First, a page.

New News from the Identity Theft Battlegrounds

Are We Finally Winning the War on Identity Theft?

This Tuesday the FTC issued a report saying that the rate of identity theft has dropped. However, instead of jumping for joy (as one might expect) there are many who are crying foul. Why isn't this news being accepted as the good news it is? Here's some insight into the newly-released identity theft statistics.

What Exactly Does the Survey Say?

According to the FTC's latest report, the number of Americans affected by identity theft had decreased from 10 million in 2003 to 8.3 million in 2005. Of the 8.3 million affected, 3.2 million had their existing credit cards misused, 1.8 million had new accounts opened in their names and 3.3 million had their non-credit card accounts abused.

That's still a heck of a lot of identity theft victims... Why are the skeptics saying the numbers just don't add up?

You Can't Please All of the People all of the Time

Some analysts say that the numbers are way off, insisting that identity theft has increased and has not decreased like the FTC report indicates. In fact, some analysts are citing numbers has high as 15 million, which would mean a 50 percent increase in identity theft and that the FTC was off by 6 million victims.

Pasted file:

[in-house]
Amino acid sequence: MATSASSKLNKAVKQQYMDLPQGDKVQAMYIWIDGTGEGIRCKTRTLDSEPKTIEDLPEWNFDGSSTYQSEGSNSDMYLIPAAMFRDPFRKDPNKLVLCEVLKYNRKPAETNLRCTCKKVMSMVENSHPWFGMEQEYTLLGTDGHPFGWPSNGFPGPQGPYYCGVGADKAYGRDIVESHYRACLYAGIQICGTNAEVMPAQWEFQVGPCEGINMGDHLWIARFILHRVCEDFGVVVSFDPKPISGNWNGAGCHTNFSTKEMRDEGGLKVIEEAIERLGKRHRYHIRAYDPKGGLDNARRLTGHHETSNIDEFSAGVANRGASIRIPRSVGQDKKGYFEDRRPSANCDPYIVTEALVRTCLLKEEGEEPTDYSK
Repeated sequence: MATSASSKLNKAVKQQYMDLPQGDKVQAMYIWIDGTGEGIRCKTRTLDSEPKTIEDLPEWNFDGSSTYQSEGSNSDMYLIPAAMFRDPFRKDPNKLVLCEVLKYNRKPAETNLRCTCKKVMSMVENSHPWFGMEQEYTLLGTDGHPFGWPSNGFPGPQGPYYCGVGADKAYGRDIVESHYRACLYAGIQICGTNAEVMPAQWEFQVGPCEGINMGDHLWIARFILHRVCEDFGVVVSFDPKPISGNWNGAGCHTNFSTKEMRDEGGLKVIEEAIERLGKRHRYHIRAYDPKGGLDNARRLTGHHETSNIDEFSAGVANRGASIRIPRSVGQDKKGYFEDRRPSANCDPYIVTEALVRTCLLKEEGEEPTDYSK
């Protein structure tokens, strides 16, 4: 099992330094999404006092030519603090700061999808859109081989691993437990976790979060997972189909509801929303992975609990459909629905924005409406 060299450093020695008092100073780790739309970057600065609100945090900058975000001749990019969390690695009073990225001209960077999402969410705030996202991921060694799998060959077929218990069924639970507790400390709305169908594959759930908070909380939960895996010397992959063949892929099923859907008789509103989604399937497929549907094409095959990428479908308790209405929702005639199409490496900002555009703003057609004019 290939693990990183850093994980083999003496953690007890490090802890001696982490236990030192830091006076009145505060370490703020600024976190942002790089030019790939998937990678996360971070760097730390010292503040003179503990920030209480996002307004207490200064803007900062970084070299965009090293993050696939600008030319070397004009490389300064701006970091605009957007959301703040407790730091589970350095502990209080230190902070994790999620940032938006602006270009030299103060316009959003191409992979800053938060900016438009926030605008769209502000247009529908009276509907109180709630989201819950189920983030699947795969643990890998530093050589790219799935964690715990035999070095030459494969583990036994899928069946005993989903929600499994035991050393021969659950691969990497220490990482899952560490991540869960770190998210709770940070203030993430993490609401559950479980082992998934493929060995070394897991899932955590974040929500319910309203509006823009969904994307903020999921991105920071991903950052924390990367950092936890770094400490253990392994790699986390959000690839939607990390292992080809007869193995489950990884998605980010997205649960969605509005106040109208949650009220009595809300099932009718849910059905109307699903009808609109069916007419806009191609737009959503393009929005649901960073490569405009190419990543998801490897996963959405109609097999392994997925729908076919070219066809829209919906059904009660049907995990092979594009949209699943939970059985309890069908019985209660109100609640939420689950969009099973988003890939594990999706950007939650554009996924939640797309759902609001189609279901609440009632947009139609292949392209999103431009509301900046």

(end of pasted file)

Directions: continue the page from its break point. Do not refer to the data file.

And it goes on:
Who's Right and Who's Wrong?

All reports and studies have a margin of error. The FTC will stick to their numbers, the skeptics will stick to theirs.

The bottom line is this -- even if the FTC report is right and the numbers have gone down, 8.3 million is still way too many victims out there. And this is only counting adults, not children. If you add the number of children who have been affected by identity theft, the numbers go up.

Think of it this way... Even if identity theft is decreasing, the current numbers tell a tale of a serious problem. If you work in an office with 100 people, 3 or 4 of you will become a victim of identity theft if the FTC's numbers are right.

Don't let reports of decreasing crimes lure you into a false sense of security. Identity theft is still a problem and one thing almost everyone agrees on is that we're pretty much on our own when it comes to fighting it.

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